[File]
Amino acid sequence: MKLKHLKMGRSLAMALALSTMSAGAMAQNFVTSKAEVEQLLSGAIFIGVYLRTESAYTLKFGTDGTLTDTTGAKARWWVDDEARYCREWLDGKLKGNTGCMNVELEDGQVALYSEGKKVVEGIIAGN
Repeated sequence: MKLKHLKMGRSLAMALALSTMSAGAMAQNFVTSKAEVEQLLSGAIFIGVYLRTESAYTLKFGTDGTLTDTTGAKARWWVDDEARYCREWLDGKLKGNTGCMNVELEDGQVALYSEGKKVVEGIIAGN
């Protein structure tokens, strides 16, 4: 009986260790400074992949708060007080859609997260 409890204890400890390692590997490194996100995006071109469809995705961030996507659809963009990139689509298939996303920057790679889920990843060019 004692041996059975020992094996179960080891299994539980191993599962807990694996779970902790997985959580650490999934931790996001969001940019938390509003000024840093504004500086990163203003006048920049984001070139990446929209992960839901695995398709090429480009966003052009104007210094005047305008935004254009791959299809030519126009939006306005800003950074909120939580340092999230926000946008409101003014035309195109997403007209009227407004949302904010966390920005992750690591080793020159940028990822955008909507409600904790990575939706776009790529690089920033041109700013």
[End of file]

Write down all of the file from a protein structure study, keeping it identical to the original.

Amino acid sequence: MKLKHLKMGRSLAMALALSTMSAGAMAQNFVTSKAEVEQLLSGAIFIGVYLRTESAYTLKFGTDGTLTDTTGAKARWWVDDEARYCREWLDGKLKGNTGCMNVELEDGQVALYSEGKKVVEGIIAGN
Repeated sequence: MKLKHLKMGRSLAMALALSTMSAGAMAQNFVTSKAEVEQLLSGAIFIGVYLRTESAYTLKFGTDGTLTDTTGAKARWWVDDEARYCREWLDGKLKGNTGCMNVELEDGQVALYSEGKKVVEGIIAGN
């Protein structure tokens, strides 16, 4: 009986260790400074992949708060007080859609997260 409890204890400890390692590997490194996100995006071109469809995705961030996507659809963009990139689509298939996303920057790679889920990843060019 004692041996059975020992094996179960080891299994539980191993599962807990694996779970902790997985959580650490999934931790996001969001940019938390509003000024840093504004500086990163203003006048920049984001070139990446929209992960839901695995398709090429480009966003052009104007210094005047305008935004254009791959299809030519126009939006306005800003950074909120939580340092999230926000946008409101003014035309195109997403007209009227407004949302904010966390920005992750690591080793020159940028990822955008909507409600904790990575939706776009790529690089920033041109700013």